Saturday, January 2, 2016

Let's Do Onto Others While Keeping Ourselves Armed And Ready

Dear Readers,

This is my first post of 2016. This post answers a question put to me by quite a few of you, "Should I arm myself to protect my family and myself, even if it means breaking the law?"

Before going to my answer, allow me to pass on some advice from our 26th President of the United States, Theodore Roosevelt, who was a rancher, a cowboy, a statesman, author, explorer, soldier, naturalist, and a true reformer. Yes, one of my heroes.

In a speech in San Francisco, California, on May 13th, 1903, he said: "Let us speak courteously, deal fairly, and keep ourselves armed and ready." 

Since I have been a around a while, have done a few things, and have, like most of you, learned a few things over the years, I agree 100% with Theodore Roosevelt. Yes, we should live the Golden Rule while taking responsibility for our own safety is needed.

While Matthew 7:12 tells us "So in everything, do to others what you would have them do to you, for this sums up the Law ...," common sense tells us we need to look after ourselves in all matters including our own security.

Knowing this, to answer your question, let's break it down into two parts. As for the first part of the question, "Should I arm myself to protect my family and myself"? My answer goes along with what Theodore Roosevelt said in that we should treat others with the Golden Rule in mind -- but take ownership of our own security.

My belief is that if you value your family's safety and security, you must take ownership for your family's safety and security -- and arm yourself. 

Because I believe that all of our lives matter, and that we need the ability to protect ourselves, our guns matter. We can arm ourselves legally because of our Right to Bear Arms. But because there are those wanting to take our rights away, take our right and ability to defend ourselves away from us, I believe that our vote matters more than ever.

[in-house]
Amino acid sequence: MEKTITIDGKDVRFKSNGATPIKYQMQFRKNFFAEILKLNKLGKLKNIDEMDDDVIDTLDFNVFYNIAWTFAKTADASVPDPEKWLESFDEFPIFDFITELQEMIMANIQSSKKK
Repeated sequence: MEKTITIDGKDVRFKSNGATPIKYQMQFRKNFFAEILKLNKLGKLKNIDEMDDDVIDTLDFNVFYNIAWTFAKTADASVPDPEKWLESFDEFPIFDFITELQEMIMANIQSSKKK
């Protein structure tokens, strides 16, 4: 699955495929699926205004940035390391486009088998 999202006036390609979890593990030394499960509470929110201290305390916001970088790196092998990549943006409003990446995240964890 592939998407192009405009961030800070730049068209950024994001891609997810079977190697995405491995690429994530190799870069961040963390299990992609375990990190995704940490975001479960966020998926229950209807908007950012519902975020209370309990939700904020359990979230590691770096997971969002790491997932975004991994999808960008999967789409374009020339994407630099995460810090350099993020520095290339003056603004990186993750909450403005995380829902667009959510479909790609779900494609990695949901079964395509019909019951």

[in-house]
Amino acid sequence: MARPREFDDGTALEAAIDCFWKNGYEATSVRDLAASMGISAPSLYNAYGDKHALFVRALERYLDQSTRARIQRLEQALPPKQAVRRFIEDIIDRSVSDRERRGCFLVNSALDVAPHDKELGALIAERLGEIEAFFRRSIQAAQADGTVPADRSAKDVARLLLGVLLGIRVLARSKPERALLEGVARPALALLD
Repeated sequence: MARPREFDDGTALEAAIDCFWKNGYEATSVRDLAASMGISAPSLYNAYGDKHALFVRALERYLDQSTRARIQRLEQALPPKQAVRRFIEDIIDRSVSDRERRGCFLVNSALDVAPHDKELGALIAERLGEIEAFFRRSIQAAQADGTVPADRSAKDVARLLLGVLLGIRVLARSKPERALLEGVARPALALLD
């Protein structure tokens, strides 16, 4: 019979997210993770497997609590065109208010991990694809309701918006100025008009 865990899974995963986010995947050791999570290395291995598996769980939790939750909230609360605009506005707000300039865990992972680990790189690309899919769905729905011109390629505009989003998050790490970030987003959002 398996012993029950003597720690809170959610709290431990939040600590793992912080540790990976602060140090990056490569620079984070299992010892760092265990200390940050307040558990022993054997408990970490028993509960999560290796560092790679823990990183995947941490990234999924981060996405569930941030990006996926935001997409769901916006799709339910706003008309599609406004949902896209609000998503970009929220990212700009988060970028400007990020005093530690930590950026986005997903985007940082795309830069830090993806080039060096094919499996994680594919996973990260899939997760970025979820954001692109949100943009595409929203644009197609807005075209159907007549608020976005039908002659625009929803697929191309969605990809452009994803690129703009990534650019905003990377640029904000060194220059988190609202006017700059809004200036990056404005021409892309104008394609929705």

Because of this, I believe to protect our families and ourselves, we must: 1) Arm ourselves, 2) Travel with others who are armed, 3) Vote for Gun Friendly representatives, 4) Be ready to use deadly force, and 5) Encourage others to do the same.

In 1982, Kennesaw, Georgia, passed a law requiring heads of households to keep at least one firearm in the house. The residential burglary rate subsequently dropped 89% in Kennesaw, compared to just 10.4% drop in Georgia as a whole. Today, the violent crime rate in Kennesaw is still 85% lower than Georgia's or the national average.
In fact, across the nation, there has been an 89% drop in burglaries in places with mandatory gun laws. So yes, arm yourself and travel with others who are armed, because there is strength in numbers. Get training and be ready to use deadly force if need be. Register to vote and then vote for representatives who support your right to defend yourself and your family. And also, it is very important to spread the word to encourage others to do the same on all 5 points,

Our government will only improve when it enforces present gun laws, improves border security, and restrains criminals, both foreign and domestic, from roaming free. After all, we don't need new gun laws, or other new laws. We need to have the laws that we already have enforced.

200,000 times a year, that is the approximate number of times women use a gun to defend against sexual abuse.